Fish Hoek beach may get shark net

2012-02-29 15:48

Cape Town - Fish Hoek beach in Cape Town may get a mesh shark net to make its waters safer, the city said on Wednesday.

The 355m long exclusion net would offer a potential long-term solution to safety with little to no risk to the marine environment, said environmental planning mayoral committee member Belinda Walker.

She said the city's proposal for a trial installation at a corner of the beach would be considered by the local sub-council.

The city would then make an application to the national environmental affairs department for a research permit, allowing the trial to go ahead.

The beach has been regarded as unsafe because of three shark attacks in the last eight years.

British tourist Michael Cohen was attacked in September last year, with a shark biting off his right leg above the knee and part of his left leg below the knee.

In January 2010, Zimbabwean tourist Lloyd Skinner was pulled under the surf and dragged out to sea by a great white. His diving goggles and a patch of blood were all that remained in the water.

In November 2004, a 77-year-old woman, Tyna Webb, was taken by a shark while doing the backstroke.

The city believed the high presence of white sharks in False Bay had negatively impacted on the recreational and social use of Fish Hoek beach, as well as local tourism.

KZN Sharks Board

The KwaZulu-Natal Sharks Board was called in to assess the possibility of an exclusion net for the beach in 2006, but did not recommend it at the time.

Walker said it was time to re-consider.

Exclusion nets were not the same as the shark nets being used in KwaZulu-Natal.

The mesh exclusion net acted as a barrier against sharks but its holes were too small to entangle marine animals. KwaZulu-Natal shark nets were placed further out at sea and were not species selective.

The proposed area to be cordoned off would be smaller than the size of two rugby fields.

If the trial was successful, authorisation for a permanent net would have to be granted in terms of the National Environmental Management Act.

Although public participation is not required under a research permit, citizens would be consulted to raise their concerns.

The project would probably go ahead in October if approved.

  • Chris - 2012-02-29 15:53

    In the meantime I'll be sticking to the pool.

      Jarryd - 2012-03-01 06:52

      Why don't they make better tidal pools along Jagger Walk, similar to the ones you see between Kalk Bay and St. James. At least it would be a safe salt water alternative to going straight into the open sea along the beach.

  • Deon - 2012-02-29 16:07

    It is much safer in the water than our roads. We could do with "road controllers".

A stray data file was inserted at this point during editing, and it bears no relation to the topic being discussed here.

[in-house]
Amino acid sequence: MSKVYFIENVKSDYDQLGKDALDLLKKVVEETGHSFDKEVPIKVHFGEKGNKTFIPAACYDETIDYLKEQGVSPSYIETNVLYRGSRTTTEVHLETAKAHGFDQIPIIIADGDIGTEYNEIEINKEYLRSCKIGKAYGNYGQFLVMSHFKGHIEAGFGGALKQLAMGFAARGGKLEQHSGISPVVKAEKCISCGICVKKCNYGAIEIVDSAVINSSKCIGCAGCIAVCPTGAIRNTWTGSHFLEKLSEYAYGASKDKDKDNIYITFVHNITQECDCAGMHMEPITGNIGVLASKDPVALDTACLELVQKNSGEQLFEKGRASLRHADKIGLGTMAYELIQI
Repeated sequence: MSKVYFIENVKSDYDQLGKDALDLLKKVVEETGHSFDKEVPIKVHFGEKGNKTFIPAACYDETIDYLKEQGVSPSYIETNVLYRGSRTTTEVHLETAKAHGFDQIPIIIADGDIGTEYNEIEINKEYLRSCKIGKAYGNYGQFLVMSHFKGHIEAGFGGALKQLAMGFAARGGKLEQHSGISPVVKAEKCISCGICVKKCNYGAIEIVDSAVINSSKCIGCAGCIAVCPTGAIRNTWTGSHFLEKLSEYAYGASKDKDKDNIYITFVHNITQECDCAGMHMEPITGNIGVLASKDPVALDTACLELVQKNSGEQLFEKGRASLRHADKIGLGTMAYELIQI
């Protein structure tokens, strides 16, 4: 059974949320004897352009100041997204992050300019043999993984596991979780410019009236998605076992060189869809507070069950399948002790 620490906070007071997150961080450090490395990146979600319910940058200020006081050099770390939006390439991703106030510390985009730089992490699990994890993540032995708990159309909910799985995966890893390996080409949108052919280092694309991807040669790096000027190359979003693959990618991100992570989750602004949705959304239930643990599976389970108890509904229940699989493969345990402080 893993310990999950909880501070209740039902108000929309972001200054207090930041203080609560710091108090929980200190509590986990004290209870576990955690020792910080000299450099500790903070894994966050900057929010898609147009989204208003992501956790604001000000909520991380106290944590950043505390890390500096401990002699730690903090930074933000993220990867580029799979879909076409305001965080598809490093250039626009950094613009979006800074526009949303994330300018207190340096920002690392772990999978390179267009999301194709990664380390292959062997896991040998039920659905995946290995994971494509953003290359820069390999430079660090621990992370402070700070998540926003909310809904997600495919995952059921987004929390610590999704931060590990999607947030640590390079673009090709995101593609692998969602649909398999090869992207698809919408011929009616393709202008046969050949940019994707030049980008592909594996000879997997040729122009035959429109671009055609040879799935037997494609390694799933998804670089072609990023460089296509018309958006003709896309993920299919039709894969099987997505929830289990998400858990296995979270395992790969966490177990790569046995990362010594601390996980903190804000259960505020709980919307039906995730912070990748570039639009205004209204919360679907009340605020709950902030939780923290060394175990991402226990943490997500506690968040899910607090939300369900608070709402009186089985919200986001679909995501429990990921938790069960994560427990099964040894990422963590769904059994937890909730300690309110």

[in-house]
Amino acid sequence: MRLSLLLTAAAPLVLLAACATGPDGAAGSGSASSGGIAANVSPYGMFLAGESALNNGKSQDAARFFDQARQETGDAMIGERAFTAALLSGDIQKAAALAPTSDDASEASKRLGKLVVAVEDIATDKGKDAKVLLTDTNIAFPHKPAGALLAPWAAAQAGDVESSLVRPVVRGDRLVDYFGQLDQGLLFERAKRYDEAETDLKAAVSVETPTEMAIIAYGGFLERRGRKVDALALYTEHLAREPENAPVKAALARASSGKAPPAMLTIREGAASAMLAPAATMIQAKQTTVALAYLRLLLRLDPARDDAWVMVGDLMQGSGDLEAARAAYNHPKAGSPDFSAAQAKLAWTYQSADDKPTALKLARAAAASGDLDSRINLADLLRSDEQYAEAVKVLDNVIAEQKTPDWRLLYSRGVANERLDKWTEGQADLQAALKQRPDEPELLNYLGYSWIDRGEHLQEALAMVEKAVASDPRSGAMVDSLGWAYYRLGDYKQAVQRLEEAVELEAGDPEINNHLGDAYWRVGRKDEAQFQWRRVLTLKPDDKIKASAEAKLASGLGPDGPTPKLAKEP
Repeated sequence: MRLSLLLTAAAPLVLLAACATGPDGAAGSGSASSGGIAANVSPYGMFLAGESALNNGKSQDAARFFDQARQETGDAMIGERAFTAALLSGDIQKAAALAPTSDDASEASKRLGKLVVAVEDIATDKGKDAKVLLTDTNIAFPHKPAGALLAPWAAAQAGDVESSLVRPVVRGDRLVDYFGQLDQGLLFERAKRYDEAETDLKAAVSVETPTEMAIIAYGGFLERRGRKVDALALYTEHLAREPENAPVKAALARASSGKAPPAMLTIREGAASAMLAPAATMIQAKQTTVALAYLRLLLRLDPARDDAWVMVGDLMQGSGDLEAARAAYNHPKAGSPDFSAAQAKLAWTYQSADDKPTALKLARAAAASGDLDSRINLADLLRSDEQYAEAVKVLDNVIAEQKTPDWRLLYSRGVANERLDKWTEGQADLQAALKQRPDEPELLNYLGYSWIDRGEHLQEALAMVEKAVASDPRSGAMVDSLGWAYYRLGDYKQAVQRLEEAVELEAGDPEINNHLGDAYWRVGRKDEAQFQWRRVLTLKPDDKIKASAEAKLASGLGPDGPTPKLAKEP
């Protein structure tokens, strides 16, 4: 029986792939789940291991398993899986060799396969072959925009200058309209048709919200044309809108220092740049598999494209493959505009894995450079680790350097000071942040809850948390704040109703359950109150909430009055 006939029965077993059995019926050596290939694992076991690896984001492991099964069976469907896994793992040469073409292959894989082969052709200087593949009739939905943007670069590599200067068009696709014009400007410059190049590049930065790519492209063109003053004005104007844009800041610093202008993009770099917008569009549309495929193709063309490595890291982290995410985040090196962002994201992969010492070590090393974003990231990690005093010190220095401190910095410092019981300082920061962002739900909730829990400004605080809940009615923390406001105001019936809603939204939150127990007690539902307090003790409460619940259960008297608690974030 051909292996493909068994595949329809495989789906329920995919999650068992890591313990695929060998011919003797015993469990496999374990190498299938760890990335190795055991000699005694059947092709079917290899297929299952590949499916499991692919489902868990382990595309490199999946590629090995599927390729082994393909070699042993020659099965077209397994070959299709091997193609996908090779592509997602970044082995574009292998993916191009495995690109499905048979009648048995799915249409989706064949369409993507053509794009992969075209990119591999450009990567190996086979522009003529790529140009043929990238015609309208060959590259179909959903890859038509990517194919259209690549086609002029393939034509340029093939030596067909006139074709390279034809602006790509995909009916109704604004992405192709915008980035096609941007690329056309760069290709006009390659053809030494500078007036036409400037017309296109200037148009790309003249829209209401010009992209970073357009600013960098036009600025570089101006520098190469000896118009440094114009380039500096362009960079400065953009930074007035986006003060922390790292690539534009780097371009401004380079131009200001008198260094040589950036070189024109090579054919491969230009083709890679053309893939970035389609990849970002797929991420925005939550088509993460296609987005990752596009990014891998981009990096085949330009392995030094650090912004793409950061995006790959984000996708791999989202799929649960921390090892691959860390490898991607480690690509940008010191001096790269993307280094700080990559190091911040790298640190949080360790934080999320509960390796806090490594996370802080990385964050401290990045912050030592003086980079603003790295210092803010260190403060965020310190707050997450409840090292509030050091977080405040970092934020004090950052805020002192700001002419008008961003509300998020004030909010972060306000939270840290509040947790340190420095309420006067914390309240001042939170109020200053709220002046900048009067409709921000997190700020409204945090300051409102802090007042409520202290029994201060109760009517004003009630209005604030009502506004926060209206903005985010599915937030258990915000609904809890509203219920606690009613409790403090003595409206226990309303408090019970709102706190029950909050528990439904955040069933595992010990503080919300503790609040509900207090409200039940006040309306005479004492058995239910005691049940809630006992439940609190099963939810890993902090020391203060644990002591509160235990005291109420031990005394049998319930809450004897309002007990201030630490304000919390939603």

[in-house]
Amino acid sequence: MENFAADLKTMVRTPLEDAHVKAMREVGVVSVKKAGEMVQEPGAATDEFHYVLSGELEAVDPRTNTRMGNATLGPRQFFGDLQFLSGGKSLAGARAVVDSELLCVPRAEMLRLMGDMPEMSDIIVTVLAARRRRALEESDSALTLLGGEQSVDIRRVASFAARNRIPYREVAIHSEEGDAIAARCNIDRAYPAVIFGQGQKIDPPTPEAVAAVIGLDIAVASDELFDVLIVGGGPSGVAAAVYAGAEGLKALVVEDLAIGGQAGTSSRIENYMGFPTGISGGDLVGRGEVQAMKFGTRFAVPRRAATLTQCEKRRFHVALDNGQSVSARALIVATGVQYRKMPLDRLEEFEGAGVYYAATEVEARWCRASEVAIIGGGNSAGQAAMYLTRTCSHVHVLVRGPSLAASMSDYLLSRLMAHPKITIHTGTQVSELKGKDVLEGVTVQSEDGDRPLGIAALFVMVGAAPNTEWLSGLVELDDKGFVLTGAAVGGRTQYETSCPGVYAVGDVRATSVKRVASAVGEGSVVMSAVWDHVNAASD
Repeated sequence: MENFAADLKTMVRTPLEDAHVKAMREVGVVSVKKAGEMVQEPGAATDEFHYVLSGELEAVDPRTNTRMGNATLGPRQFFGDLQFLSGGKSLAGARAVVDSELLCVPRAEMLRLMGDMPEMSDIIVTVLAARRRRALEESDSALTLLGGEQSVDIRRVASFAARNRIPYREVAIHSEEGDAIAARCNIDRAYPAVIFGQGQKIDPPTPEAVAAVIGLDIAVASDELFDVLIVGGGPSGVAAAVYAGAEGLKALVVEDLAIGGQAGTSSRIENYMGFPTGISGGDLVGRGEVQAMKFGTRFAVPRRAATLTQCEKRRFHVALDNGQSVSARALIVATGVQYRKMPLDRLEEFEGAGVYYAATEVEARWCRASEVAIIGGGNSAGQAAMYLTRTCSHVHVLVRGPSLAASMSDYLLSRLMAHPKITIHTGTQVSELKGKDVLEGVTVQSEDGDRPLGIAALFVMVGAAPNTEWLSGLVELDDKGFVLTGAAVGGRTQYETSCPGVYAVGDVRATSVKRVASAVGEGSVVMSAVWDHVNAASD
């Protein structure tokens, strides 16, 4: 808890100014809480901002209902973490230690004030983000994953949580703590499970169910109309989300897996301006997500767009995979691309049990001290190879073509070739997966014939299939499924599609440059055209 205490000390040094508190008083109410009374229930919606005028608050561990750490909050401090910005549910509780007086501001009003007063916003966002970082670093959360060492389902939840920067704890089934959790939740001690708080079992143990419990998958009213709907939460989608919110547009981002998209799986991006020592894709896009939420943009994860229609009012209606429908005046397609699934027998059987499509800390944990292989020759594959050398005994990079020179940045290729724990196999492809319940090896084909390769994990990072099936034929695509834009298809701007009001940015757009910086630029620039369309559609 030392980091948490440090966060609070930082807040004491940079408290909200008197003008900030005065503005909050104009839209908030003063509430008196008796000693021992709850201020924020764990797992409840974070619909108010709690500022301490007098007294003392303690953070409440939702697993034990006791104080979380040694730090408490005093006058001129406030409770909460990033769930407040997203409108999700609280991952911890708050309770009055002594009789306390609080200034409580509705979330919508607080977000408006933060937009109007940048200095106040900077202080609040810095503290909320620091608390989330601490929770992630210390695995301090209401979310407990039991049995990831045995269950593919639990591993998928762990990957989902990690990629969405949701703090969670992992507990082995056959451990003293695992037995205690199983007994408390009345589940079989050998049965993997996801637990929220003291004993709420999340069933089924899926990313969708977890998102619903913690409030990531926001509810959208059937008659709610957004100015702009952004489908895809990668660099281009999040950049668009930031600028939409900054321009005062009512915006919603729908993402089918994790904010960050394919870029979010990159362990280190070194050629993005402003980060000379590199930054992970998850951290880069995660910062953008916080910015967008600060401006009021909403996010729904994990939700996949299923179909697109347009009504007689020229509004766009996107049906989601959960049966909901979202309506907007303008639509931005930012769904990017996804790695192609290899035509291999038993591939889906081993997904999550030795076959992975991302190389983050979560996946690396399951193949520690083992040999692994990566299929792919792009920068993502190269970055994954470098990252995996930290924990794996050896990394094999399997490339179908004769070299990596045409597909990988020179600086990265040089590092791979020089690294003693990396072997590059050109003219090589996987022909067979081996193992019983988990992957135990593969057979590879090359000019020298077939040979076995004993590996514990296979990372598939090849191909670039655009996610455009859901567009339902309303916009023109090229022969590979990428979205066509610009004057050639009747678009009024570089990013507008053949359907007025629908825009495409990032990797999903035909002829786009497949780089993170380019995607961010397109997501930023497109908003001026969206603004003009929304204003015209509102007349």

• Theodor - 2012-02-29 16:13

    No more fish hoek, only "hoek"!

  • Russell - 2012-02-29 16:17

    More people have died on the railway lines between Fish Hoek and Muizenberg in that same time period, or on a 4 km stretch of Kommetjie Road- perspective required.

      chad.marais - 2012-02-29 16:27

      Thats not a very accurate comment - think about how many people walk on that road in comparison to swim at that beach on a daily basis .... a couple of hundred a day as apposed to a handful ... obviously the figures would suggest more people die on the road You obviously don't surf much. I appreciate that people are starting to think about putting nets up - but to say that it will have little to no risk is retarded - False bay is the biggest great white breading ground on earth - those Johnnies trawl that coast line daily and to suggest they're not going to get caught in those nets is pretty short sighted I'm all for protecting ocean users - I've had encounters with a white before and its the most terrifying thing you can image - but putting up something thats going to kill them isn't fair ... people need to start thinking out of the box ... we have the technology to get this right without being invasive

      Alan - 2012-02-29 16:49

      And it's better to get killed by a shark than, eg, to be a hit-and-run victim. In the after-life, at the pearly gates, or meeting a new angel, far more style attached to 'A great-white got me; why are you here?' to the inevitable question.

  • Carol - 2012-02-29 16:22

    I say "NO" to Shark Nets People should learn to look at the warning flags before entering the waters of Fish Hoek

      Chris - 2012-02-29 17:00

      That's great Carol, see if you can outswim a great white once they've spotted it and set off the siren. I've been in the water a couple of times when the siren has gone off.

  • phathuchicos - 2012-02-29 16:42

    so this summer its gonna be lekker in shores hey...can't wait.

      Alan - 2012-02-29 22:57